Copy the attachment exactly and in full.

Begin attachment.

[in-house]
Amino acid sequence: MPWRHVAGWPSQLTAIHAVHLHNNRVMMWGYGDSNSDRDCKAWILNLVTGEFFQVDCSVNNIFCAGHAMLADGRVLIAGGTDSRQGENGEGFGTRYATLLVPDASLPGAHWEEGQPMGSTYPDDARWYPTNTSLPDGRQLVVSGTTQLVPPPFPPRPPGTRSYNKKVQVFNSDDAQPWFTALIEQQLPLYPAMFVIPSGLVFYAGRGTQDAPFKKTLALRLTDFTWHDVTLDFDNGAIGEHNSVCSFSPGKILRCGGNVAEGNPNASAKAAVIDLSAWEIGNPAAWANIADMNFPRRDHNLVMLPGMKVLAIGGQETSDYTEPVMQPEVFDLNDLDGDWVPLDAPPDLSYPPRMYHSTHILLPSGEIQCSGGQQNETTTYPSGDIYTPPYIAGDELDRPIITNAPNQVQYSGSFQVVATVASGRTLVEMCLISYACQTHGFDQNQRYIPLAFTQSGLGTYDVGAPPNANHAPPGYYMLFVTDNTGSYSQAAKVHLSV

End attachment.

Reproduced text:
[in-house]
Amino acid sequence: MPWRHVAGWPSQLTAIHAVHLHNNRVMMWGYGDSNSDRDCKAWILNLVTGEFFQVDCSVNNIFCAGHAMLADGRVLIAGGTDSRQGENGEGFGTRYATLLVPDASLPGAHWEEGQPMGSTYPDDARWYPTNTSLPDGRQLVVSGTTQLVPPPFPPRPPGTRSYNKKVQVFNSDDAQPWFTALIEQQLPLYPAMFVIPSGLVFYAGRGTQDAPFKKTLALRLTDFTWHDVTLDFDNGAIGEHNSVCSFSPGKILRCGGNVAEGNPNASAKAAVIDLSAWEIGNPAAWANIADMNFPRRDHNLVMLPGMKVLAIGGQETSDYTEPVMQPEVFDLNDLDGDWVPLDAPPDLSYPPRMYHSTHILLPSGEIQCSGGQQNETTTYPSGDIYTPPYIAGDELDRPIITNAPNQVQYSGSFQVVATVASGRTLVEMCLISYACQTHGFDQNQRYIPLAFTQSGLGTYDVGAPPNANHAPPGYYMLFVTDNTGSYSQAAKVHLSV